Sunday, January 21, 2007

CCS premieres Taddie, readies Plain

Went to a Cleveland Chamber Symphony concert Sunday afternoon at Baldwin-Wallace College in Berea, Ohio, and noticed that the pieces I liked were by the two composers I'd never heard of. The orchestra played Charles Ives' "Symphony No. 3," which was OK, and Tan Dun's "Concerto for Orchestra: Yi," which had a lot of colorful clangs and thuds but didn't really cohere for me as a piece. But "Amazonia II" by David Taddie was exciting and the "Concerto for Recorder & Chamber Orchestra" by Gerald Plain was beautiful. The Taddie was the world premiere of a brand new piece by a Cleveland native.

The CCS is recording the Plain concerto on Monday. Mark George, board president of the symphony and the band's piano player, says the orchestra has already recorded "The Bird of Four Hundred Voices" by the late Dennis Eberhard, a prominent Cleveland composer, for the same release, which will come out next year.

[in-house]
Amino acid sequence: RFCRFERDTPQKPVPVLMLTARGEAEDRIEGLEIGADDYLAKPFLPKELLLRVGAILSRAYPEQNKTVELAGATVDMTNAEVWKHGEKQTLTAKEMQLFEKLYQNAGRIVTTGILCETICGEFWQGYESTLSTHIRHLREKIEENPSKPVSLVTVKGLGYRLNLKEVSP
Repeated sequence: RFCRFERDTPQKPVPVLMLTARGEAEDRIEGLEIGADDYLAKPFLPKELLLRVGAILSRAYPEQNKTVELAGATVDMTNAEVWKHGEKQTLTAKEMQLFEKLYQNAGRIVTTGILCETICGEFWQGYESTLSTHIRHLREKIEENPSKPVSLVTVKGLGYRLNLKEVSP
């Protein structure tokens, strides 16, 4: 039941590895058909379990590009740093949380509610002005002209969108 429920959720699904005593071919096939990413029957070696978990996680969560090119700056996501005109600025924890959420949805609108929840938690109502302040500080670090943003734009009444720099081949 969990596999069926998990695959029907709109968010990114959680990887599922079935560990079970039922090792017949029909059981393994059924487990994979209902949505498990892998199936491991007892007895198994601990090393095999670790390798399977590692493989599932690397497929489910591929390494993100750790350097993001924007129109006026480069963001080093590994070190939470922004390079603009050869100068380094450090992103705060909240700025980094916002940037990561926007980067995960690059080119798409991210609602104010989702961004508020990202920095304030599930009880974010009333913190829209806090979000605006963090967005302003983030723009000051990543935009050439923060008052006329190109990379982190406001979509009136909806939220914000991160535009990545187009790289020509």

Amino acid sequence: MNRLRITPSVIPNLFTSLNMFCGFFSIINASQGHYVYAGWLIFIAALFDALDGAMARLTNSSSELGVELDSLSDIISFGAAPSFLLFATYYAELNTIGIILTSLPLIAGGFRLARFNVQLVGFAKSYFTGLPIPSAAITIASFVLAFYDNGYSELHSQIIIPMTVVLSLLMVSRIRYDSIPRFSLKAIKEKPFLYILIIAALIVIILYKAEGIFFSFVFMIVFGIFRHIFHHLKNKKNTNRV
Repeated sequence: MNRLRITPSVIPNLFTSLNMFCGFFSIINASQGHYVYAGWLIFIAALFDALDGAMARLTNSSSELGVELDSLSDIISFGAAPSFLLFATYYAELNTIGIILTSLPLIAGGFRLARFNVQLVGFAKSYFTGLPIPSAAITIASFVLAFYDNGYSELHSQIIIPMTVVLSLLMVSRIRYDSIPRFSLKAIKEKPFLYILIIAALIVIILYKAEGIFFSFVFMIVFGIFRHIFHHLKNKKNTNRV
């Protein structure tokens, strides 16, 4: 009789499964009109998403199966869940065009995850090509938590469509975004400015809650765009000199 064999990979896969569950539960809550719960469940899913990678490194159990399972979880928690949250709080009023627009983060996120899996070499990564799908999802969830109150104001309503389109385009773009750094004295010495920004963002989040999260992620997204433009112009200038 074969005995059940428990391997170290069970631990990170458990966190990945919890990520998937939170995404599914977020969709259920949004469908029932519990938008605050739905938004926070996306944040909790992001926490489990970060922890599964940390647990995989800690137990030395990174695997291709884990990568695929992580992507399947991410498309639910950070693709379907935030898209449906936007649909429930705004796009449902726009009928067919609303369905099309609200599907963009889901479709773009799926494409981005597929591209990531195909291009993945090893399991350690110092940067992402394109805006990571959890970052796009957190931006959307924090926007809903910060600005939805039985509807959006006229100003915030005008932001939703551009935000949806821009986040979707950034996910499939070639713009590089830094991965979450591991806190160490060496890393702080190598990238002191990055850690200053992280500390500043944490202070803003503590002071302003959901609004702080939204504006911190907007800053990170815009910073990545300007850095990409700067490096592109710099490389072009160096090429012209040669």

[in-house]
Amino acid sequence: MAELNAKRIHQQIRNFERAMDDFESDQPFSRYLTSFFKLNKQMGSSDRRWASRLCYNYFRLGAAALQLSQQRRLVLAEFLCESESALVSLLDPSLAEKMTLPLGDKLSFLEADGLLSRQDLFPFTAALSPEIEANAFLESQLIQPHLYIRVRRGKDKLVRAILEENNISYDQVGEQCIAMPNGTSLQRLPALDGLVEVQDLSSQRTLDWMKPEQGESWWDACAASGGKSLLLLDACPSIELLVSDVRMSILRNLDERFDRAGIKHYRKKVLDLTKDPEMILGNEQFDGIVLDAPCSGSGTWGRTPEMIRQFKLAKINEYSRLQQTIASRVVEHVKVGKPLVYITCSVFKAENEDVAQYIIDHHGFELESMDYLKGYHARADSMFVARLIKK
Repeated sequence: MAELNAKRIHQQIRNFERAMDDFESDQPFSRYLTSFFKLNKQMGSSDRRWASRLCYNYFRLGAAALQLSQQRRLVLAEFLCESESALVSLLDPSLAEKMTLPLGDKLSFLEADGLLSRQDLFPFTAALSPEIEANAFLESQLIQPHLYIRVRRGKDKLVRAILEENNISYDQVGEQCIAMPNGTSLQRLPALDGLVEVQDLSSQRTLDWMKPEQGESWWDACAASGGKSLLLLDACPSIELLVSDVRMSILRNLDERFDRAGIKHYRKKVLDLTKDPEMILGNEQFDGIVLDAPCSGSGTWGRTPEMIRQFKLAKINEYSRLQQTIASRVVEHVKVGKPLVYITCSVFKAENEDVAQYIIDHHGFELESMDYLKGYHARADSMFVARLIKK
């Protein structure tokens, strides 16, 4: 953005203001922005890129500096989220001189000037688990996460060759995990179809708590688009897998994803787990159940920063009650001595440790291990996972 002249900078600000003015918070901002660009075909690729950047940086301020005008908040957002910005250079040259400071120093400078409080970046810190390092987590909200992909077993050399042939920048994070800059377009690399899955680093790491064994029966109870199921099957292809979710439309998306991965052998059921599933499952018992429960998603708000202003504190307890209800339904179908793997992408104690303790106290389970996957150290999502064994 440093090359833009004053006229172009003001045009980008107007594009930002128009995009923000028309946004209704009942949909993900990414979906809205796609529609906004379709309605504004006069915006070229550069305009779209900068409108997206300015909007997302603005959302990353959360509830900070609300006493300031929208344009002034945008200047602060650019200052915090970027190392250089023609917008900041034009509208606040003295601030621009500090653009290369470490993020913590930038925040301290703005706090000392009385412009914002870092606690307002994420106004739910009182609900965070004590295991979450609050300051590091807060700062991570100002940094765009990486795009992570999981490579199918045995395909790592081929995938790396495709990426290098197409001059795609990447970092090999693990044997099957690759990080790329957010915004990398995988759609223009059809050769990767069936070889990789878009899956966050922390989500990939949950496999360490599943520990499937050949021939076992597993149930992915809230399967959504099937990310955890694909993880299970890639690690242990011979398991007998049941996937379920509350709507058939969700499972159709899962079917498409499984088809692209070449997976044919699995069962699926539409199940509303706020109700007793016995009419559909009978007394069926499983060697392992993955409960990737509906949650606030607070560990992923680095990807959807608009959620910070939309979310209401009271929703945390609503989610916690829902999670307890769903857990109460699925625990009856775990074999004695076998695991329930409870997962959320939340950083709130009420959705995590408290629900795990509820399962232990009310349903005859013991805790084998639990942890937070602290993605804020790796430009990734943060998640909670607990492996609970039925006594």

Emusic has eight Cleveland Chamber Symphony albums. I can recommend "The New American Scene III." I downloaded "New American Soloists" after the concert but haven't had time to listen to it yet.

Addendum: Jeffrey Quick weighs in with a long review. He liked the Taddie, too, wasn't so thrilled with the Plain. Like everyone else in the known universe, he likes Charles Ives better than I do.

More: Donald Rosenberg, the Plain Dealer's classical music reviewer, discusses the concert in the Tuesday paper. He's not the world's biggest fan of the Plain piece, either. If the academics and the newspaper writers don't like it, does that mean Plain's concerto is destined for immortality?

1 comment:

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